Special thanks to the Cornell Society for the Humanities, Cornell Fashion and Textiles Collection, the Herbert F. Johnson Museum of Art, the Cornell Collection of Blaschka Invertebrate Models, The Kheel Center for Labor-Management Documentation & Archives, and the Cornell University PJ Mode Collection of Persuasive Cartography.
Betsye Violette PhD ‘24
Dyese Matthews PhD '24
Juliana daRoza BS ‘22
Land Acknowledgement Statement From American Indian and Indigenous Studies Program's Indigenous Dispossession Project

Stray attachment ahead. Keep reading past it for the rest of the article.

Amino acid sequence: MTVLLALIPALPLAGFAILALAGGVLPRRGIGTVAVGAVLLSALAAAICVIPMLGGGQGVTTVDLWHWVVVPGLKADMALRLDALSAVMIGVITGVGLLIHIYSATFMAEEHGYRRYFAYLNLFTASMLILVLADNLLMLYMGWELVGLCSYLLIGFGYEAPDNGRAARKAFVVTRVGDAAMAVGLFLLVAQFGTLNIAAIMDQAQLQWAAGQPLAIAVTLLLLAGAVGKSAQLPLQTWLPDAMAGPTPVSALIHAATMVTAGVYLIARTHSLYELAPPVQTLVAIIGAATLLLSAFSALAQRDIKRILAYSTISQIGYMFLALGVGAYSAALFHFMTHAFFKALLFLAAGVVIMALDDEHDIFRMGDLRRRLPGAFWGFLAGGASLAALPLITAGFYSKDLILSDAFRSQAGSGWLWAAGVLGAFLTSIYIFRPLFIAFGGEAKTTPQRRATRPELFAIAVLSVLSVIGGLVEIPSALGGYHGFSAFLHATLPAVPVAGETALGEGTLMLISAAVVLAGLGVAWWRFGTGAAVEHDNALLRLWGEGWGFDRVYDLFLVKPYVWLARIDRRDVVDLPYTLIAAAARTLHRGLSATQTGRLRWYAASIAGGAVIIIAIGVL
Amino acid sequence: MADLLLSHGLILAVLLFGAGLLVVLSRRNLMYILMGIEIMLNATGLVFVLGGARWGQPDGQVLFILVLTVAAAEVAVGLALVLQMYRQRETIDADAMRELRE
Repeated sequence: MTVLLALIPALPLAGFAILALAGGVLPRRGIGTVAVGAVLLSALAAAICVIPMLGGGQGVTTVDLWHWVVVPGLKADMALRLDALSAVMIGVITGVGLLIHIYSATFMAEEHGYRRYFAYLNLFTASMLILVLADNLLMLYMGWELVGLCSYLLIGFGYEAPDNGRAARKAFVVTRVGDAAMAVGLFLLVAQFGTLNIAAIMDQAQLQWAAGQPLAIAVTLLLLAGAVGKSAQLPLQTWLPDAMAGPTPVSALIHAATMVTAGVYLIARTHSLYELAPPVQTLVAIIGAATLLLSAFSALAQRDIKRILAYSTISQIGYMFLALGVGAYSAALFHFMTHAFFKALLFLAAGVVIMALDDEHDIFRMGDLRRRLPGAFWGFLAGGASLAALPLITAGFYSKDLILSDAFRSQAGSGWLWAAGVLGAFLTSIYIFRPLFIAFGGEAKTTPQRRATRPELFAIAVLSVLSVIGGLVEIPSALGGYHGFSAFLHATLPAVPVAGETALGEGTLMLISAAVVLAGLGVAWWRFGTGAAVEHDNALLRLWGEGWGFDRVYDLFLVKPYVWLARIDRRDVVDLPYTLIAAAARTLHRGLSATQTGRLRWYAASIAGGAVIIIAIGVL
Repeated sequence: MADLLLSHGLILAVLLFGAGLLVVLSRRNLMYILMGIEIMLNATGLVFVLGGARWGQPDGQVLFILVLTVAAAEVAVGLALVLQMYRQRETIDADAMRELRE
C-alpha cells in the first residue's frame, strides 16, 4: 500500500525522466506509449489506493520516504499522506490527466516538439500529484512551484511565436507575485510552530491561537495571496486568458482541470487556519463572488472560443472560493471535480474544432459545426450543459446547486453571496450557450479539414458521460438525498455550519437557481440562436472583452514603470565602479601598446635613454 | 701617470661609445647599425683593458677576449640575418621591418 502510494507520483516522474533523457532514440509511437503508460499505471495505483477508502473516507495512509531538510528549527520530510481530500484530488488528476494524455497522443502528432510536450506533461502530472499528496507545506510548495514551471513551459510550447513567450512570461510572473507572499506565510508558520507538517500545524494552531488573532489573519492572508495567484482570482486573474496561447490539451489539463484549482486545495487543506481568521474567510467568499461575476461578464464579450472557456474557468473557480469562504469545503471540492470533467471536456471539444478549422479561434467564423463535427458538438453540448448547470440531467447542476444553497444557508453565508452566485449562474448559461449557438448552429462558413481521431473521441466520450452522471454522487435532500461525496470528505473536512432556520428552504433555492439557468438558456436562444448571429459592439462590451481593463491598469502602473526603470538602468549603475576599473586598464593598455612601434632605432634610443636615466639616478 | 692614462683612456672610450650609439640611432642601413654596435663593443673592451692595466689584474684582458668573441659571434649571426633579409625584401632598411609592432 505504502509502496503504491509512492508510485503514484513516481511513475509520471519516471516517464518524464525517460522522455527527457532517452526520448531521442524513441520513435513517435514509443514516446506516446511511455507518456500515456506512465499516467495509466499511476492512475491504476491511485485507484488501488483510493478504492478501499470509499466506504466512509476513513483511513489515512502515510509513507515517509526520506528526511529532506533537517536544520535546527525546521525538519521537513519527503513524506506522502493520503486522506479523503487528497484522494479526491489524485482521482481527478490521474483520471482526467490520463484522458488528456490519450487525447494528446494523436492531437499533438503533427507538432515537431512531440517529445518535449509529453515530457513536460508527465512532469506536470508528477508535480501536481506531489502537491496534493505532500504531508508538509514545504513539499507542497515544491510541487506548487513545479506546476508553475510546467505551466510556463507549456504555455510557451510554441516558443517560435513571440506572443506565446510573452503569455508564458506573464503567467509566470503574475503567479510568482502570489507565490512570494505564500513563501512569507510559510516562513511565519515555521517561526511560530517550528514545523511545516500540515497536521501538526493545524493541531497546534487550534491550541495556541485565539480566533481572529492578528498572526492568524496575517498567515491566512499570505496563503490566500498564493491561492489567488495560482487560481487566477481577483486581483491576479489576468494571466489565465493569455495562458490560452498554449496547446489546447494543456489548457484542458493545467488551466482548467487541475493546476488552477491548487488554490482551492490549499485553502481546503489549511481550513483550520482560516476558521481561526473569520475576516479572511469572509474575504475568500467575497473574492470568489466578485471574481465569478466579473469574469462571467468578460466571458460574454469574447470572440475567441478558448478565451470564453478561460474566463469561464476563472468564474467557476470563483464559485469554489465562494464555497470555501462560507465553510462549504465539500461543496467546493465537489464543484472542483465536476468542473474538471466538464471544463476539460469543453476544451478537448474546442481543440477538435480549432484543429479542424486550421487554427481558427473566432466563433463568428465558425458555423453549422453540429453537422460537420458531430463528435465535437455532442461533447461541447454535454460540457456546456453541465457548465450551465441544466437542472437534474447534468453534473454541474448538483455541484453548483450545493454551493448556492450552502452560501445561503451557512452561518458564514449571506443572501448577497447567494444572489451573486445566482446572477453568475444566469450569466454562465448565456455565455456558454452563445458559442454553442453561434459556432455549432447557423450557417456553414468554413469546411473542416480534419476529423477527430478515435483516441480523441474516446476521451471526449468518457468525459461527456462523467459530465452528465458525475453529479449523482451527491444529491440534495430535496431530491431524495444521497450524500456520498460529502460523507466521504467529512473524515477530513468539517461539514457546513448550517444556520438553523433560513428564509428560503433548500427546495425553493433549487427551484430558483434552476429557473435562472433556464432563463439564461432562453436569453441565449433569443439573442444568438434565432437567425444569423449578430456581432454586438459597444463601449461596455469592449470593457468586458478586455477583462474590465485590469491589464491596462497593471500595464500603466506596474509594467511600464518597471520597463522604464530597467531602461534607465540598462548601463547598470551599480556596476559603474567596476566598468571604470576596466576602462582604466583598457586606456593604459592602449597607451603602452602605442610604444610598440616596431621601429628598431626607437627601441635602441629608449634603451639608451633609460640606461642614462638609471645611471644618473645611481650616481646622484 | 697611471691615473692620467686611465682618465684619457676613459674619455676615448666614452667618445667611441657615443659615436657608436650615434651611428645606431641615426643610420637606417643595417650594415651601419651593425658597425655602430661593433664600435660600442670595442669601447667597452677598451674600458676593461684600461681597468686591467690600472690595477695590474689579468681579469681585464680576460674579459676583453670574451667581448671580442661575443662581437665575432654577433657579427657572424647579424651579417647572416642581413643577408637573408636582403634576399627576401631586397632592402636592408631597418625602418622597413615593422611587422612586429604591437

Cornell University is located on the traditional homelands of the Cayuga Nation. The Cayuga Nation are members of the Haudenosaunee Confederacy, an alliance of six sovereign Nations with a historic and contemporary presence on this land. The Confederacy precedes the establishment of Cornell University, New York State, and the United States of America. We acknowledge the painful history of the Cayuga Nation dispossession, and honor the ongoing connection of Cayuga Nation people, past and present, to these lands and waters. Furthermore, Cornell University obtained 977,909 acres of expropriated Indigenous land through the Morrill Act of 1862. Please refer to the American Indian and Indigenous Studies Program's Indigenous Dispossession Project Blog to learn more: https://blogs.cornell.edu/cornelluniversityindigenousdispossession/